Every national capital has a neighbourhood like Guatemala City’s Zona 10.
There the elite put their wealth on display.
Hotels, shopping centres and a host of franchise restaurants seem to try very hard to overcome any imagined stigma attached to being a Central American republic.
Embassies also gravitate towards the well-lit and patrolled neighbourhoods.
The guard boxes and car bomb barriers draw extra attention towards the US Embassy. Off its location on the main drag, Avenida Reforma, the residential side streets exhibit a similar unease; security walls are topped with broken glass or razor wire.
What makes all the security necessary?
Maybe, just maybe, could it be the enormous disparity that exists between the rich and the poor in Guatemala?
The CIA handbook cites the fact that the top 10 per cent of Guatemalan households had 46 per cent of the country’s recorded income while the bottom 10 per cent had just 1.6 per cent.
Ironically, one other source I came across noted that the USA and Guatemala tied in this income disparity category.
Sipakapa, Guatemala, lays about 150 kilometres north and west of Guatemala City.
However, it’s about as far from Zona 10 as it could possibly be.
Last week, Juan Tema, an indigenous leader from Sipakapa, spoke at the Annual General Meeting of the Social Justice Committee of Montreal.
He was on tour and speaking in Canada about his community’s resistance to the Marlin open-pit gold mine operating near his home.
Tema ultimately hoped to speak to Glamis shareholders at their AGM in Toronto. Glamis Gold Ltd. a US-based and Canadian-registered mining company runs the Marlin Mine.
He looked a little road weary as I sat down with him prior to his presentation.
“We all had great expectations of change when the peace accords were signed in 1996,” he said.
The peace ostensibly ended a 36-year-long war. The majority of the war’s casualties were indigenous civilians.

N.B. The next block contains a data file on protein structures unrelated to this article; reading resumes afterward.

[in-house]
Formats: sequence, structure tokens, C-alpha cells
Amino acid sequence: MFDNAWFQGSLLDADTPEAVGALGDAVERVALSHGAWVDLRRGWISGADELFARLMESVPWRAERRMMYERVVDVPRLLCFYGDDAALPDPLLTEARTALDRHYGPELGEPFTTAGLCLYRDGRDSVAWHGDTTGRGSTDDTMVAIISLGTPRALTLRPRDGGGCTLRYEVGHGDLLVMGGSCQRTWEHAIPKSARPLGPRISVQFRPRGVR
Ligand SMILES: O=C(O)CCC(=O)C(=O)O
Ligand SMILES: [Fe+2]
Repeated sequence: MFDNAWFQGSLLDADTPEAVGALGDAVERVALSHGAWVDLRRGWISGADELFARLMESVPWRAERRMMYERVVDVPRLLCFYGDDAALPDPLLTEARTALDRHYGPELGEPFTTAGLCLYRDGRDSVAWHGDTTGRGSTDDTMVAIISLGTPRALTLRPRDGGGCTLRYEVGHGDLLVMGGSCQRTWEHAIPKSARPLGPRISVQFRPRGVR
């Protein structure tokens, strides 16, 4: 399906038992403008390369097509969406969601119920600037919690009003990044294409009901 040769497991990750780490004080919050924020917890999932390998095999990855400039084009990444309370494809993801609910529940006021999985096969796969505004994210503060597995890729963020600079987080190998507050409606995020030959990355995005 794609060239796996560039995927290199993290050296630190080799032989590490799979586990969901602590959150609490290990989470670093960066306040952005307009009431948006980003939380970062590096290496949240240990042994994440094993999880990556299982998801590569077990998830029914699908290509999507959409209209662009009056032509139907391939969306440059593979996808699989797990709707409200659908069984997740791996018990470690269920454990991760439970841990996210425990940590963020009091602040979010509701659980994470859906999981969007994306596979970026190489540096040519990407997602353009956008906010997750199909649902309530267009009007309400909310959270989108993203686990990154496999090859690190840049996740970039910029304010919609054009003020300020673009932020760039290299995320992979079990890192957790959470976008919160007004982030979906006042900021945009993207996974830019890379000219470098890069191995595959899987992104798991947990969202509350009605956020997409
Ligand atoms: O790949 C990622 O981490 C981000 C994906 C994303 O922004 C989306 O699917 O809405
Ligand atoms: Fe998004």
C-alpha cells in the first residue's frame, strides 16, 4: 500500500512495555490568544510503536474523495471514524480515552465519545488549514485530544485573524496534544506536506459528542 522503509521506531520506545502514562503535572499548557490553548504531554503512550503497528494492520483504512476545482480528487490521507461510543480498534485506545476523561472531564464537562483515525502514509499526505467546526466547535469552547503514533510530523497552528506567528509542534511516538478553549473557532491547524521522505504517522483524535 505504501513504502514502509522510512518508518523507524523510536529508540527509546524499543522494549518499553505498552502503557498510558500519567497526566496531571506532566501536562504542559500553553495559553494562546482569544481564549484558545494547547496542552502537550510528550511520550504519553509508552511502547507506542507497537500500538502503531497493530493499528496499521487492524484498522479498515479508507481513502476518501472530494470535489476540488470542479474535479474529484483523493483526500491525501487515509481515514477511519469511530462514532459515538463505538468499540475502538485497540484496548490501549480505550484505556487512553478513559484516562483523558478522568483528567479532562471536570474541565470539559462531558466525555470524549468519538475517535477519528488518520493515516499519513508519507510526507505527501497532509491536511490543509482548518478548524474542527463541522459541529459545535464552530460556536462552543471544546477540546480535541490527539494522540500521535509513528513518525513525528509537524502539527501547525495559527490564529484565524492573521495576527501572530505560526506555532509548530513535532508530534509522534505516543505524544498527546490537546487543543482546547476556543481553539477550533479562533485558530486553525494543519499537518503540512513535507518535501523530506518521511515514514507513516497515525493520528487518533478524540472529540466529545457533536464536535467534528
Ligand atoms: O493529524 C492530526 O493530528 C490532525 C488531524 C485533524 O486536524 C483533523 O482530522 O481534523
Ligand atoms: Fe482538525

His community knows that it continues to be left on the economic margins of Guatemalan society. Seventy-five per cent of all Guatemalans slip below the official poverty line.
“Now we have realized nothing has changed,” lamented Tema.
“The mine and the government insist it is real development but we are fighting to say that we need real social programs, he said.
“They say we are ignorant people and don’t understand this development, but we have another view of development.
“We are not fighting over money, but we are fighting for the purity of the environment.
“They are systematically destroying us.”
Tema knows that the cards are stacked against his community.
Powerful economic interests have been buttressed by World Bank loans and government concessions.
“Regardless of the beautiful laws passed, rich people can do what they want,” he said.
Tema’s words mirror development concerns of other First Nation leaders.
Speaking on the pending pipeline development down the Mackenzie 30 years after the Berger Commission concluded, Stephen Kakfwi, former premier of the NWT, noted: “There are no guarantees that things are going to be different this time around.
“We are still fighting to preserve our lands, our heritage, and our future as Aboriginal peoples.
“Economic development has a place, but only on our terms. There must be careful planning to ensure that the land is protected first.”
Beyond the acidic rock drainage, cyanide leaching into ground water and a host of other environmental concerns about the Marlin mine, there is a more basic question for the people of Sipakapa and surrounding communities.
From Bolivia to Nigeria, Venezuela to East Timor the same question is being asked: who are the resources for anyway?